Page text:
The result is a pretty exemplary popcorn movie.
Wallace & Gromit first saw light in “A Grand Day Out” (1989),a film in which Wallace is driven by his obsession for cheese to lead them on a foolhardy trip to the moon. That film was nominated for anOscar. Their next adventure, “The Wrong Trousers” (1993), was a30-minute feature in which the greedy Wallace rents out Gromit's room to a penguin who is planning a robbery. Wallace, who is attempting to automate all aspects of his life, has meanwhile invented a pair of robotic trousers that complicate matters wonderfully.
“The Wrong Trousers” won the Academy Award for animation in1995, and a year later Park was back to the Oscar podium to accept another Oscar for his latest film, “A Close Shave.” It is this film, along with a selection of other animated work by Park, his associates and friends, that makes up “Wallace & Gromit: The Best of Aardman Animations,” which runs through July 7 at the Music Box.
As “A Close Shave” opens, Wallace & Gromit have gone into the window-washing business, and encountered the formidable shopwoman Wendolene Ramsbottom, who runs a wool shop and has a robot “cyberdog” named Preston. Gromit instantly spots Preston as a phony, but Wallace isslow on the uptake, and soon they stumble over Preston's plot to employ an automatic sheep-shearing machine that clips the sheep and turns the wool into little pullovers, all in one operation. Nice enough, unless you're a sheep. Wallace & Gromit attempt to stop the evil experiment(which has meanwhile morphed into a Mutton-O-Matic machine), and the movie ends as all their adventures do, with a breakneck chase scene.
At 30 minutes, “A Close Shave” is the centerpiece of the Aardman program. The selection also includes “Wat's Pig,” by Peter Lord, a story in which twins are separated at birth, one to grow up as a king, the other as a pauper. When enemy troops storm the castle (inscenes inspired by Eisenstein's “Alexander Nevsky”), the king substitutes the pauper for himself, with ironic results.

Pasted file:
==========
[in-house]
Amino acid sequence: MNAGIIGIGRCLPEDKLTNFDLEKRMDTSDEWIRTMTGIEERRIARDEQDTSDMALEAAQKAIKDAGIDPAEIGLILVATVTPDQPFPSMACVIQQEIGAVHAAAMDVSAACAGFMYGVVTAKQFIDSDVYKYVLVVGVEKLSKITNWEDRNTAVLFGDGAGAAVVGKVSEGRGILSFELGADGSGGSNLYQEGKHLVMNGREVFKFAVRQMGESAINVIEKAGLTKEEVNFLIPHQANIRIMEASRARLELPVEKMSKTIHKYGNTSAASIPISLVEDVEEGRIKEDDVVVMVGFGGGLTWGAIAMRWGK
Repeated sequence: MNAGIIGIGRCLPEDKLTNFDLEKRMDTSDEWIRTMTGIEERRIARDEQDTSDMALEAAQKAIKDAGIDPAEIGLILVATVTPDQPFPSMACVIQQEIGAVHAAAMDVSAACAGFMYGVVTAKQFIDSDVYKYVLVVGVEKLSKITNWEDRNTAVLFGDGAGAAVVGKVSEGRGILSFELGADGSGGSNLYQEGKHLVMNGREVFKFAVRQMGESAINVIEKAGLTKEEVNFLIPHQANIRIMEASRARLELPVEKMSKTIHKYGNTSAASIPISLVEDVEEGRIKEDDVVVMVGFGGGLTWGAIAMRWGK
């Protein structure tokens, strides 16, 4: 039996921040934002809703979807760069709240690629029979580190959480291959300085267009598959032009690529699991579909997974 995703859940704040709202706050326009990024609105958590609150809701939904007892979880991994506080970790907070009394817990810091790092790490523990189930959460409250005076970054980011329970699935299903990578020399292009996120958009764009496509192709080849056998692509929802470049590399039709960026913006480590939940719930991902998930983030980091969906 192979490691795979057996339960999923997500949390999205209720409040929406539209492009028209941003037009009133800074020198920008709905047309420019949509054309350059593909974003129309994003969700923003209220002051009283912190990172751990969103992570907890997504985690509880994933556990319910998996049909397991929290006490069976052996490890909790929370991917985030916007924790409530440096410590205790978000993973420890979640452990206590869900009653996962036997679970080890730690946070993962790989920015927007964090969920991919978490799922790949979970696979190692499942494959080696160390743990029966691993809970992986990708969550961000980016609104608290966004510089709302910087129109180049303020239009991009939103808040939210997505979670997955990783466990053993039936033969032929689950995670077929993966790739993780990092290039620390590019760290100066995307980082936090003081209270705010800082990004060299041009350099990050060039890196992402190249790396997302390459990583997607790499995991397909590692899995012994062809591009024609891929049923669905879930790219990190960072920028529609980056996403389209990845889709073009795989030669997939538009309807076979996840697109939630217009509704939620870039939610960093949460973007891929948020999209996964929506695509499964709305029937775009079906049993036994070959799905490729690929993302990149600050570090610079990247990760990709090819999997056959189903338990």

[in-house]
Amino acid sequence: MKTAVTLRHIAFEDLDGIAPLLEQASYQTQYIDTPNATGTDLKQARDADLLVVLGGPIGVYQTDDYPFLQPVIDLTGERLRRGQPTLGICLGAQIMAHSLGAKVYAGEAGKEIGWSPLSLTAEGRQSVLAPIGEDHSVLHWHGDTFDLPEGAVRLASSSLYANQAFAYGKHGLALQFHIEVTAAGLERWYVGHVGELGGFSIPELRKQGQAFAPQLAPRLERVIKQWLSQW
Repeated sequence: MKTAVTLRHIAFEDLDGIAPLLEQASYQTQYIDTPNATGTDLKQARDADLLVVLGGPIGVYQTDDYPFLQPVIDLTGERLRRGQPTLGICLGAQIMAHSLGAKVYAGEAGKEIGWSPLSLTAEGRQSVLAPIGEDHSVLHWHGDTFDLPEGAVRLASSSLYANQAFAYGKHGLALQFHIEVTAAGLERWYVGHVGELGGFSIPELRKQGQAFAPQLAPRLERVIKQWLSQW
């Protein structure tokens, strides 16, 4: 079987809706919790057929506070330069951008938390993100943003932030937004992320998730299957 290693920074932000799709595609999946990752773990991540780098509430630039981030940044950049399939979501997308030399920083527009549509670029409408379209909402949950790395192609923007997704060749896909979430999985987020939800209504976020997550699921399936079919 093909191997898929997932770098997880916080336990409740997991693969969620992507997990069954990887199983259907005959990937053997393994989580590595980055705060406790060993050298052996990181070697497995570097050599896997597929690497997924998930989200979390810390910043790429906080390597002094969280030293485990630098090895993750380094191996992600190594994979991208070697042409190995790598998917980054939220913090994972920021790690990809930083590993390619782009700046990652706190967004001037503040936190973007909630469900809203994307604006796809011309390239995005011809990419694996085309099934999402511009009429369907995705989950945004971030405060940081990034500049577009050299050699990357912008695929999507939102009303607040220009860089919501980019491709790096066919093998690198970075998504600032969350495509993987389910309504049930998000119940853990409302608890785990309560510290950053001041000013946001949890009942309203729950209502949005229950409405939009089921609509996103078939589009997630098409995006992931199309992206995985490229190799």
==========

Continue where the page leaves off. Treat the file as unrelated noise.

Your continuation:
Nick Park has another of the nine films, “Creature Comforts,” in which zoo animals complain in patient middle-class English accents about their life behind bars. The turtle says he gets a lot of reading done. The lemur says, “Whatever happens, they'll look after me.” But a jungle cat grumbles that despite the technological advances at the zoo, it's short on space.
All of these films are animated in the same style, using Plasticine to create three-dimensional figures that move through real space one frame at a time (Tim Burton's “James and the Giant Peach” uses a similar approach). The animators have to be able to visualize the drama of a scene, translate it into facial expressions and bodyl anguage, and then model the clay so that the emotions come through.
They are amazingly successful, most of all in the creation of Wallace & Gromit, who like Bugs and Elmer or Mickey and Minnie live in an enduring, sometimes baffling, comic relationship.
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